Champions: Mythic Heroes

This is a collection of notes for the Champions roleplaying game (RPG). Champions is a narrative superhero RPG (aka table-top, paper-and-pencil) published by HERO games. The primary game focusses on the genre of mainstream superhero comics, such as the X-Men, Spiderman, etc. This site is focussed on the genre of alternative superhero comics, especially those of a mythic/mystical bent, inspired by comics such as Swamp Thing, Sandman, Astro City, Hellblazer, Mage, and The Books of Magic.

The world does resemble mainstream comics a fair extent: there are costumed heroes and villians, and there have been throughout history. There are superhero groups and menacing conspiracies: they are an established part of the world. The notable absences from comic book reality are no super-tech and no aliens.

Character Types

In general, there are five sorts of breaks from "normal people"...

  1. "Heroes": are people who have supernormal abilities, but nothing clearly supernatural. These are heroes like Batman (minus some of the more far-out gadgets), the Question, and so forth. In this campaign, they are also modelled after various mythic heroes, like Odysseus, Hercules, etc.
  2. "Supers": are people with clearly supernatural powers. These are powerful talents which they draw on - typical would be Blindside's ability to open matching portals in space within 20 meters, or his sister Coriolis' ability to increase or decrease the weight of objects up to 10x.
  3. "Mages": are trained practitioners of magic. These vary greatly in their abilities. Some are just above parlor tricks, while some may rise to world-threatening status.
  4. "Shape-shifter": these are monsters, pure and simple (modelled after my character Herkal in the Immortal Tales game). Somehow through strange events, a monster forms inside of a person. Each monster is unique - but they always represent a facet of Evil.
  5. "Spirits": are creatures from other-worldly planes. I'm not sure how involved in all this we may get, but certainly any of the places mentioned in _Sandman_ or _The Books of Magic_ might get touched on (the Astral Plane, Faerie, etc.).

The history of the world is not diverged in major ways, but some fictional or legendary people and events are quite real and accepted. Mystic powers have been around since the dawn of civilization, or perhaps even earlier. In history, the exploits of various superheroes have had a noticable, but rather limited effect.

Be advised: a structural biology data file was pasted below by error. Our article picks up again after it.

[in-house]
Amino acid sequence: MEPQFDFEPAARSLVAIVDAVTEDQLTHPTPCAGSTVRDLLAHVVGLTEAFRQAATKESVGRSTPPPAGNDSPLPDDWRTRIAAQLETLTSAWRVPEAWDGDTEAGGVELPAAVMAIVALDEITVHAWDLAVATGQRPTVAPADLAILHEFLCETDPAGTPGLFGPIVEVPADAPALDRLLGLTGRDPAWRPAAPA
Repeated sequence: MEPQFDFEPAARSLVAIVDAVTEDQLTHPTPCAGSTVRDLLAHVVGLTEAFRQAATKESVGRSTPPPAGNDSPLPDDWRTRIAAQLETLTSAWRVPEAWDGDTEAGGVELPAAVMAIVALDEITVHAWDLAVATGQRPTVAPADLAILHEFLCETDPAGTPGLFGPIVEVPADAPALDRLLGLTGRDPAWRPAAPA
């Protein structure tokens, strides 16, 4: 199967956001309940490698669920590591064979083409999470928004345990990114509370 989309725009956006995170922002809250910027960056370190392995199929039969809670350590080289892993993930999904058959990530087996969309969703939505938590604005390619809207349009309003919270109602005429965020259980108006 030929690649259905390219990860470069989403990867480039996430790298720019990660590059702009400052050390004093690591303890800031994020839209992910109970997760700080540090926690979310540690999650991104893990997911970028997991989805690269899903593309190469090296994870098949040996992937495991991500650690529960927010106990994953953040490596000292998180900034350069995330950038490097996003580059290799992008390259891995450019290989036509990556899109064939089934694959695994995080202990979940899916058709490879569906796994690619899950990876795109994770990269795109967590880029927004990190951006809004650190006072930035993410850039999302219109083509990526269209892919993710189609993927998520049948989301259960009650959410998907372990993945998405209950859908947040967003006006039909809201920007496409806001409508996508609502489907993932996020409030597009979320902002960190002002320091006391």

The population as a whole has accepted these figures as a fact of life. Many do idolize them, but the more level-headed people realize that they are not nearly as important as they claim. The world is not threatened by destruction, and the main menaces they oppose are only those criminals dumb enough to wear bright costumes which point out their identity.

Less well known is the various phenomena which do not fall into this catchall of 'superpowers'. The recent string of 'vampire' murders in New York, unconfirmed sightings of the an airborne city in Alaska, and so on. These are generally explained away as hoaxes or the influence of certain superpowers.


The player characters, in general, are more aware of the true force which shape the world: magic. There are real mages in the world, from all cultures and walks of life. Each of them has different answers as to why magic works, but they agree upon some of its principles:

  1. Magic is an innate quality - the ultimate source of power is yourself. Factors might make your task easier, but ultimately it depends on you. There are some mages who try to coerce or trick other powers into doing what they want, but that is a road to failure.
  2. To succeed, you must believe in your power, you must will the act to happen, and you must express your desire.
    Belief is what differentiates mage - not only in how they operate and what they do, but also in how strong they are. A mage's strength depends upon his faith in himself.
    Will is equally vital. You must want an act to happen strongly enough, or your spells will never accomplish it. Some mage's have driving goals which empower them; others are simply willful enough to want even their commonplace desires very strongly. Even an experienced mage must take care to cultivate his desires, to not get distracted from his goals. It is easy to become lost in intellectual studies and lose the will to do.
    Expression is a matter of subtlety and control. While skill in it is useful, it is not altogether vital. A bard may craft skillful charms using strains of voice and harp, but a cabalist may unleash more potent (but less controlled) magics with only a single word.
  3. There is a spirit world, whose geography is vague at best, with many shifting layers. The spirits that live there and the places do resemble many cultures' ideas of the supernatural, but they are also mysterious and alien. Attempts to describe and categorize all the inhabitants inevitably fail, but it is possible to learn about limited areas and groups.
  4. The mages refer to "supers" as "adepts". They have a natural gift with certain magical powers, and develop them without the distractions of theory or understanding. At times, though, this seems hard to believe, given the vast difference between the superpowers some have and all known traditions of magery.

Of course, there is plenty more to know about magic, but that generally relates to one specific 'path' of magery - a specific esthetic and cultural tradition. Some traditions will be more represented than others - external alchemy and astrology are largely misguided, as are various facets of demonology and other attempts to catalog the Otherworld and its inhabitants.

John H. Kim <jhkim-at-darkshire-dot-net>
Last modified: Sat Jan 8 01:37:02 2000